This speaks to the need to target OSHA standards enforcement where you’ll get your biggest bang for the buck.

Rein in the pendulum swing. Your predecessor, Elaine Chao, got it right when she toldThe Washington Post“the Department of Labor is probably the most partisan of all the departments. People have very different world views about… what’s best for the workplace.” That’s about the only thing the U.S. Chamber of Commerce and the AFL-CIO will agree on when it comes to OSHA.

It will require significant will and restraint to resist partisanship and give OSHA much needed credibility by being open to all input. And it’s not only external forces that make this difficult. Recognize OSHA’s institutional and historic “dogged” reluctance to operate with a spirit of cooperative consideration for all stakeholder views, as the workplace safety and health consultancy of ORC Worldwide put it in a November, 2008 White Paper, “Breaking the Cycle: New Approaches to Establishing National Workplace Safety and Health Policy.”

Appoint an OSHA chief much like yourself. At your Senate confirmation hearing you concluded by telling the committee, “You have my commitment that, if confirmed, I will listen and respond to your concerns. My door will always be open to you and your colleagues in the House and Senate. We may not always agree. But I promise that I will not let those disagreements get in the way of the pursuit of our common goal.”

Hopefully, you intend to extend that openess beyond politicians. And your assistant secretary of labor for OSHA also needs to keep an open door, listen and respond to concerns, and not allow disagreements to once again paralyze efforts to update permissible exposure limits, for example, and other outdated standards, improve job safety in small firms, and bring OSHA into the 21st century of global safety and health policy-making.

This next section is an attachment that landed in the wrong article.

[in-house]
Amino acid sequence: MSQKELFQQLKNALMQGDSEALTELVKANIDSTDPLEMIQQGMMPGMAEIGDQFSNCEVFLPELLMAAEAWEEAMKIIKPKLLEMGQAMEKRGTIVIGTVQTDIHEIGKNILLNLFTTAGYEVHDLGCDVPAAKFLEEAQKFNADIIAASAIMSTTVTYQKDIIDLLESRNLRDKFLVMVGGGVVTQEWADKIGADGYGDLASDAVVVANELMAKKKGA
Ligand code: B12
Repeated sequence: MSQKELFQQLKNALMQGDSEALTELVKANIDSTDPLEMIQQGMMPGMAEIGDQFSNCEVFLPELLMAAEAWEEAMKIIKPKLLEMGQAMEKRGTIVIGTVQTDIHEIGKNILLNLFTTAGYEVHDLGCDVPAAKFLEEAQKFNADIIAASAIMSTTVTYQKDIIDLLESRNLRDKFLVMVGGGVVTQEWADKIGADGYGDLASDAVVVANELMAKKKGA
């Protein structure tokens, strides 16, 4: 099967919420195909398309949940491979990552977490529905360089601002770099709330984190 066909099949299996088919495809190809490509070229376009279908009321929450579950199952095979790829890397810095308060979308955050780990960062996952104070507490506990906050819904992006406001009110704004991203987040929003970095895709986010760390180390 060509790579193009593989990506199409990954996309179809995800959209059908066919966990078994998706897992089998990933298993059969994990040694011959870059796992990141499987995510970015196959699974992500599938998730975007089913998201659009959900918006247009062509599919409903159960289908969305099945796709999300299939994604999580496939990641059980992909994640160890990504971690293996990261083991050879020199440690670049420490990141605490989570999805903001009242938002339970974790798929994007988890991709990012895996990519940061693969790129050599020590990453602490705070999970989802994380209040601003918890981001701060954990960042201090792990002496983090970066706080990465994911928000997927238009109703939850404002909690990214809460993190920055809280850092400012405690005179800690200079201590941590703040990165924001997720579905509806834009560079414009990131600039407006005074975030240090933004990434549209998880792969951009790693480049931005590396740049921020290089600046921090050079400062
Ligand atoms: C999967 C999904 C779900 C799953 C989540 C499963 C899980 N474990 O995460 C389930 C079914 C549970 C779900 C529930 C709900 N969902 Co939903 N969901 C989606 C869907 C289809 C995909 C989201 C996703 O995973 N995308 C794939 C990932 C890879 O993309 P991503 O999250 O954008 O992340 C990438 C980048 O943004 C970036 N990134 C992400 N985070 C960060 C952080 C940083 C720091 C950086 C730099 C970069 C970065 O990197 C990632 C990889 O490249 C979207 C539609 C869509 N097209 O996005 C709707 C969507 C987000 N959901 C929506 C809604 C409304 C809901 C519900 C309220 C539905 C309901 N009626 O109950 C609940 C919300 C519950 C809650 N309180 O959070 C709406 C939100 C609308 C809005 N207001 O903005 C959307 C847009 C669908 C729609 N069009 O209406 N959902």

It will take courageous leadership to break the “culture of confrontation” as ORC describes the decades-old gridlock over U.S. workplaces safety and health policy. Courage like you showed in one of your first acts in the California Assembly, when you sided with labor against the tobacco industry and your own Democratic leadership by voting in 1993 for legislation to ban smoking in all workplaces.

Cover the back of your OSHA boss. The boldness of your OSHA assistant secretary will be commensurate with the public and private political cover you provide, and the amount of discretion you allow.

Prepare OSHA for infrastructure rebuilding. If the president pours billions into repairing or replacing bridges, highways, public works and buildings, OSHA must get serious about long-delayed standards for the safety of construction confined spaces, crystalline silica exposures, excessive noise on construction sites, the safety of cranes and derricks, and take the lead in contractor safety issues and protecting immigrant and minority work populations.

Madame Secretary, OSHA has been the proverbial political football since its inception, most often kicked about without energy or enthusiasm by Democratic and Republican players alike. Workers deserve better. Here’s hoping you and your OSHA appointees take the air out of the ball.